Ask Diane Han, a member of the UNLV School of Medicine charter class, how long she’s been interested in medicine and she remembers how, as a little girl, she awakened her parents by using a real hammer on their knees to test their patellar reflex.
It turns out that an episode of Dexter’s Laboratory, an animated TV series about a boy genius with a lab in his bedroom, had delved into how a sharp tap there results in a sudden kick.
“I was curious after seeing the cartoon,” said Han, laughing as she recalls that her hammer tapping certainly surprised her sleeping parents.
The first time Han says she genuinely considered a career in medicine was in the face of tragedy. “I was finishing up middle school. My aunt was diagnosed with metastatic breast cancer and she passed away tragically in just one month," she said. "This is when I realized I wanted to be a physician because of how much it affected our family. I never wanted others to feel so hopeless without any treatment options.”
One of two children born to immigrant parents from South Korea, this first-generation Korean-American says her motivation for doing well early in school — she became valedictorian of Silverado High School — came from seeing her parents work so hard as a dealer and housekeeper in the casino industry.
“As a child, I would not see my parents for more than an hour or two a day because they would be working two jobs to pay the bills. My parents always told me that the best way to help out around the house was to excel in things that I had control over, so I channeled all my energy on my academics. When I realized how much joy it brought my parents to excel in my academic career, it became an addicting positive reinforcement.”
Young adulthood, she says, meant more than pleasing her parents. It’s also about fulfilling personal goals. One goal, to work for a Silicon Valley biotechnology startup, seemed close to reality when she was accepted at the nearby University of California Berkeley for undergraduate work. She learned, however, fulfilling that goal wouldn’t come easy.
“I struggled to keep up with my peers as a pre-med major at UC Berkeley. I put in more hours than my classmates just to keep up and stayed up long nights to understand concepts that my peers seemed to understand in half the time. But my dedication and discipline gave me the realization I truly wanted a future in medicine because of my unwavering effort to continue even when I was presented with frustrating challenges throughout my undergraduate career.”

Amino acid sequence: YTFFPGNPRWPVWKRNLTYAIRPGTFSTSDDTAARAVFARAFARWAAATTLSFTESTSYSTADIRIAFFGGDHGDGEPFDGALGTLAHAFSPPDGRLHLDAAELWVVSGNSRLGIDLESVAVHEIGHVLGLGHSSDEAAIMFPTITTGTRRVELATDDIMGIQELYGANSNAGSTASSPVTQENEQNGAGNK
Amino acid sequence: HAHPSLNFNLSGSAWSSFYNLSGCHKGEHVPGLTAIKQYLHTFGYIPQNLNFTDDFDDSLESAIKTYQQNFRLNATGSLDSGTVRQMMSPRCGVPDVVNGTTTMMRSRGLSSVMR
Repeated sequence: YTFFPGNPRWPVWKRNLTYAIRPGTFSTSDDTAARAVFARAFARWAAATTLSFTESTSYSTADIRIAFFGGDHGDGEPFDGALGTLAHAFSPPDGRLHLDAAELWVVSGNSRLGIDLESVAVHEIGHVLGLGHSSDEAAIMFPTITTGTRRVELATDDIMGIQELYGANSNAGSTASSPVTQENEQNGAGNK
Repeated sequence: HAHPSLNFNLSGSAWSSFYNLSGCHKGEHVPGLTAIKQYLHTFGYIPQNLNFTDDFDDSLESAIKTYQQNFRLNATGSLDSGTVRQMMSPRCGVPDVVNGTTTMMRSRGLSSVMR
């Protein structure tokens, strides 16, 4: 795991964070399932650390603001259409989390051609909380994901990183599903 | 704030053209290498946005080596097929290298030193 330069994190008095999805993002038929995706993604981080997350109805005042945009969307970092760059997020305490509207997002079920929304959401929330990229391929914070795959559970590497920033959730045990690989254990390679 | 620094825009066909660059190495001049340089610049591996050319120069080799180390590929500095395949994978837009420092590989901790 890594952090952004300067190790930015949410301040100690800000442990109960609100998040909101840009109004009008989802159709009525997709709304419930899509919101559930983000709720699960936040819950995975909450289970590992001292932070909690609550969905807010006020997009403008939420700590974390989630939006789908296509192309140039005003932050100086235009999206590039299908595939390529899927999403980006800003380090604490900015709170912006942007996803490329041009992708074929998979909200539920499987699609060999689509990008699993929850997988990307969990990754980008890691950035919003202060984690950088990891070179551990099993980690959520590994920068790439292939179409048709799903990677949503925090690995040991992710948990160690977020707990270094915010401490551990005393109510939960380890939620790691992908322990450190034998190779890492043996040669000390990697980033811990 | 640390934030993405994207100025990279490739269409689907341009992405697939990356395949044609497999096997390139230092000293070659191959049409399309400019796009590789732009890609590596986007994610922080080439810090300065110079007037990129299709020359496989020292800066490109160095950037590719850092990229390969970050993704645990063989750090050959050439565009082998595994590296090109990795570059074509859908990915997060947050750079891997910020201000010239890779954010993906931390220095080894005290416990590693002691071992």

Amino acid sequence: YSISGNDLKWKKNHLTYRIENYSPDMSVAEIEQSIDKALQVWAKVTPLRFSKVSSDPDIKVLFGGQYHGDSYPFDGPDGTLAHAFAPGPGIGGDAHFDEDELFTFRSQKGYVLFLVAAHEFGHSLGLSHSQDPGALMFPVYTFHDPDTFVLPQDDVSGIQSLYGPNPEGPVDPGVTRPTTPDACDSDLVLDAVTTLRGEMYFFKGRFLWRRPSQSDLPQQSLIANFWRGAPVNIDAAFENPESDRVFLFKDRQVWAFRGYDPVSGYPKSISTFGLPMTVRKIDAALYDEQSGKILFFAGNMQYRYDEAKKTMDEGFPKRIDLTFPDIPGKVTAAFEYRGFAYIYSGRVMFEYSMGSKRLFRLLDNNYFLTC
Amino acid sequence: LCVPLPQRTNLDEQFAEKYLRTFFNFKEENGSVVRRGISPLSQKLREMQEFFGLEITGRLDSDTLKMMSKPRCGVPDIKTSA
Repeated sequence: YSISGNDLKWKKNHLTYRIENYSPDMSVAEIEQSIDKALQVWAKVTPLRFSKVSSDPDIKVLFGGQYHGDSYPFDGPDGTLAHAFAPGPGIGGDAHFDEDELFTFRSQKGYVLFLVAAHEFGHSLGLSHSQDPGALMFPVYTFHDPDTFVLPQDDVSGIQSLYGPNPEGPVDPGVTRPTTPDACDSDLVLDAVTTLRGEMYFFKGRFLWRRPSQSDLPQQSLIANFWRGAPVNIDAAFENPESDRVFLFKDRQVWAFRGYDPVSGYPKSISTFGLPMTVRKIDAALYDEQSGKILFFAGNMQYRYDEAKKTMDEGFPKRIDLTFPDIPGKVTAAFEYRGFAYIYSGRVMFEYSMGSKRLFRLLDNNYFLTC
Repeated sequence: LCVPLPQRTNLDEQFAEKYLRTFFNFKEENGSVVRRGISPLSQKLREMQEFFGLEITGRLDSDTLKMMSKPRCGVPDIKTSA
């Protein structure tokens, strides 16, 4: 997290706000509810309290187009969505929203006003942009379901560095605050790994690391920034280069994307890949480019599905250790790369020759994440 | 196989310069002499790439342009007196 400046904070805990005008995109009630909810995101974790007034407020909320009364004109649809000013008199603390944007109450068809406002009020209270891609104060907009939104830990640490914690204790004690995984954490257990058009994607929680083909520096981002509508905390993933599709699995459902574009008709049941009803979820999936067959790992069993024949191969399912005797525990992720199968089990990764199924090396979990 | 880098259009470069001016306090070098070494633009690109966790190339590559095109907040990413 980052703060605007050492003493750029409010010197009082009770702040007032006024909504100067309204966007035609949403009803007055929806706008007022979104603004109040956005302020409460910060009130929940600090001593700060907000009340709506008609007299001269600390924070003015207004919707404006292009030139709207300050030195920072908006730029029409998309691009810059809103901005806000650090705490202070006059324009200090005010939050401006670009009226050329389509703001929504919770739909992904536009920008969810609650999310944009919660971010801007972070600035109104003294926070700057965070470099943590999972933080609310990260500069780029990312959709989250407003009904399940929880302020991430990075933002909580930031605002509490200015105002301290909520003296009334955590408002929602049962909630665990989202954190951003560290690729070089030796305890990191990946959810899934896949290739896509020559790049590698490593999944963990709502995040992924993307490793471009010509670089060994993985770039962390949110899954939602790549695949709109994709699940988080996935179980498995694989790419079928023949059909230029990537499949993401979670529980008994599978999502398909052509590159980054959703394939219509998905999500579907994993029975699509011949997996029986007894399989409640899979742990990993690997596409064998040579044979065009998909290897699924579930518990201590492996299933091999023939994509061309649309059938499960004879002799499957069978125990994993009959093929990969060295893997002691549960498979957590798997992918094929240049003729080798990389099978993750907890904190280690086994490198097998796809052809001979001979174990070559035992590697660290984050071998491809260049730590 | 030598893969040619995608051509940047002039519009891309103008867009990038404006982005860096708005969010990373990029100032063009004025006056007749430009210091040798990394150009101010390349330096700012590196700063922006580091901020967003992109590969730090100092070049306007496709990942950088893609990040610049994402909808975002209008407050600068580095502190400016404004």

On her way to becoming a physician, Han’s Silicon Valley dream did come true. Her work as a biochemist would soon morph into a return to Las Vegas, where the taekwondo black belt worked as a scribe at hospitals prior to beginning medical school.
“I knew I wanted to come back to serve the community that I grew up in. I understand all the things that our health care lacked through being my parents’ caretaker. I knew I would be proud to help the initial efforts to build a better health care system.”
At the end of her second year of medical school — Han received a full-tuition scholarship from the Engelstad Foundation — she decided she’d be best suited to emergency medicine.
“My father began losing weight, and I noticed blood coming from his gums," she said. "Our family physician had a three-month wait for an appointment so I took him to the emergency room where he was diagnosed with leukemia and admitted to the oncology unit the same day. I remember feeling overwhelmed but was put to ease immediately by the compassionate care of his emergency department physician. He calmly answered all of our questions and assured us that although my father was very sick, they would take good care of him. In retrospect, that experience ignited my passion for emergency medicine. Without the emergency department, we would not have made the diagnosis in such a timely manner.”
A long-distance runner who has participated in half marathons throughout medical school, Han is clear about the kind of emergency physician she plans to be.
“Like the ER physician who diagnosed my father (he’s in remission), I strive to listen and connect with each of my patient’s stories and experiences in the brief time I have with them. The urgency of mortality does not discriminate based on one’s status or ability to pay, and I aim to represent comforting open arms for those in their most vulnerable moments.”